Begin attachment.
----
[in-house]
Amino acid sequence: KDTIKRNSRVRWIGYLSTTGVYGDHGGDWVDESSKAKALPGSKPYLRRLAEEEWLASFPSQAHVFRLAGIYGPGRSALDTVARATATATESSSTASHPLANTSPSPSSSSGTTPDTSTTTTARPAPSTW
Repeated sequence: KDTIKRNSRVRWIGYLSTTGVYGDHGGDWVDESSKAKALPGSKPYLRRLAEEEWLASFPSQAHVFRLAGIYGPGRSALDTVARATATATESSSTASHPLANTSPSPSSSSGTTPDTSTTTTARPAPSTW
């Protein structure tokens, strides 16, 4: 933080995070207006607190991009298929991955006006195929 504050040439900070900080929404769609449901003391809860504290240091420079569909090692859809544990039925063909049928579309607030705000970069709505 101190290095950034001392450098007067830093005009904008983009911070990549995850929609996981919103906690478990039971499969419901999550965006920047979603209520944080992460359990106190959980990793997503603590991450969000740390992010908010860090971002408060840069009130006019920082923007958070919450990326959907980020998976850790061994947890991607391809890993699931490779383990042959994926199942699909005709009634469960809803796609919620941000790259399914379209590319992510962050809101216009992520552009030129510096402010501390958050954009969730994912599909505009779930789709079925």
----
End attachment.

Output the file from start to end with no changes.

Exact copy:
[in-house]
Amino acid sequence: KDTIKRNSRVRWIGYLSTTGVYGDHGGDWVDESSKAKALPGSKPYLRRLAEEEWLASFPSQAHVFRLAGIYGPGRSALDTVARATATATESSSTASHPLANTSPSPSSSSGTTPDTSTTTTARPAPSTW
Repeated sequence: KDTIKRNSRVRWIGYLSTTGVYGDHGGDWVDESSKAKALPGSKPYLRRLAEEEWLASFPSQAHVFRLAGIYGPGRSALDTVARATATATESSSTASHPLANTSPSPSSSSGTTPDTSTTTTARPAPSTW
């Protein structure tokens, strides 16, 4: 933080995070207006607190991009298929991955006006195929 504050040439900070900080929404769609449901003391809860504290240091420079569909090692859809544990039925063909049928579309607030705000970069709505 101190290095950034001392450098007067830093005009904008983009911070990549995850929609996981919103906690478990039971499969419901999550965006920047979603209520944080992460359990106190959980990793997503603590991450969000740390992010908010860090971002408060840069009130006019920082923007958070919450990326959907980020998976850790061994947890991607391809890993699931490779383990042959994926199942699909005709009634469960809803796609919620941000790259399914379209590319992510962050809101216009992520552009030129510096402010501390958050954009969730994912599909505009779930789709079925």